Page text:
Bookmark   5 citations  
  5.  12
    Special Issue on International Management.Robert W. Armstrong & Slamet S. Sarwono - 2001 - Journal of Business Ethics 30 (1):405-406.
    This study examines the importance of microcultural differences on perceived ethical problems. This study also sought to identify the relationship between perceived ethical problems and value orientations as shown in the Hunt and Vitell's General Theory of Marketing Ethics. The data was collected from 173 Javanese, 128 Batak, and 170 Indonesian-Chinese marketing managers in Indonesia. The results indicate that, Religious Value Orientation is positively related to the perceived ethical problems scores, and there are significant differences among the three ethnic microcultural (...)
    Direct download  
     
    Export citation  
     
    Bookmark   10 citations  
  6.  30
    The Ethical Environment of Tax Practitioners: Western Australian Evidence. [REVIEW]Rex L. Marshall, Robert W. Armstrong & Malcolm Smith - 1998 - Journal of Business Ethics 17 (12):1265-1279.
    This study examines Australian tax agents' perceptions of the ethical environment in which they practice, within the context of an income tax system based on self-assessment principles. The research identifies and ranks an inventory of ethical issues in terms of perceived frequency of occurrence and importance to Western Australian tax agents. In addition, the extent and influence of ethical concerns in the profession are evaluated.The study has determined that the most frequently cited ethical issue is the failure to make reasonable (...)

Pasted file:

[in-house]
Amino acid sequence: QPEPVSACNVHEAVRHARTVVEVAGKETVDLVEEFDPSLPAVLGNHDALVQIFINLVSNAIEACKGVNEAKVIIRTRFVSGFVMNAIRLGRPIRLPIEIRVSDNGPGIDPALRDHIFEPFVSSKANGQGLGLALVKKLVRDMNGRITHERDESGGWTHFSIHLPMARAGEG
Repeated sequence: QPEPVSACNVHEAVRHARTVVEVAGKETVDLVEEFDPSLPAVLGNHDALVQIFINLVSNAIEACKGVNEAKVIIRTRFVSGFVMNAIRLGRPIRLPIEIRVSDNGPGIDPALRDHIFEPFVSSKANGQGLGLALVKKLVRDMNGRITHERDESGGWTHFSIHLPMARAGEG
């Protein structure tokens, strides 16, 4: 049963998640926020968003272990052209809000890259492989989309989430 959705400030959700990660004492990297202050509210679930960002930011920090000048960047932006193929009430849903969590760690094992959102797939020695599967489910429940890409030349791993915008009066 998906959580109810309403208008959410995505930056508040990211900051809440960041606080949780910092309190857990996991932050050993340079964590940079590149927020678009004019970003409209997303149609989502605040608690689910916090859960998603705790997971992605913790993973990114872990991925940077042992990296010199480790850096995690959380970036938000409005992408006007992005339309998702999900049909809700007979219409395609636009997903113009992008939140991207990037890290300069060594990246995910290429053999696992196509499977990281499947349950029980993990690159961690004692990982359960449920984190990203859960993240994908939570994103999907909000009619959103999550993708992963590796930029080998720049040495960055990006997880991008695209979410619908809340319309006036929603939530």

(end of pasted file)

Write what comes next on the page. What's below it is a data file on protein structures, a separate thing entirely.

Direct download (4 more)  
     
    Export citation  
     
    Bookmark   9 citations  
  7.  41
    Comparative Ethical Report Card: A Study of Australian and Canadian Manager's Perceptions of International Marketing Ethics Problems. [REVIEW]T. S. Chan & Robert W. Armstrong - 1999 - Journal of Business Ethics 18 (1):3 - 15.
    This research study sought to identify and categorize international marketing ethical problems that confront business managers in Australia and Canada. The study focused on ten major ethical problems developed from previous exploratory research. Managers from both countries indicate that the most frequently cited ethical problem is "gifts/ favors/entertainment" and the most important ethical problem is "large-scale bribery". However, there exist significant differences in terms of rankings and mean values of frequency and importance ratings for other ethical problems.
    Direct download (4 more)  
     
    Export citation  
     
    Bookmark   7 citations  
  8.  42
    An Empirical Investigation of International Marketing Ethics: Problems Encountered by Australian Firms. [REVIEW]Robert W. Armstrong - 1992 - Journal of Business Ethics 11 (3):161 - 171.
    This study identifies and categorises ethical problems in terms of frequency of occurrence and importance to a sample of Australian international business managers. The study determined that the most frequently cited ethical problem is gifts/favours/entertainment and that this problem may be related to the culture where the international business is being conducted. The most important ethical problem is large-scale bribery. When the frequency of occurrence and importance means are compared in a scatter plot, cultural differences, pricing practices and questionable commissions (...)
    Direct download (4 more)  
     
    Export citation  
     
    Bookmark   5 citations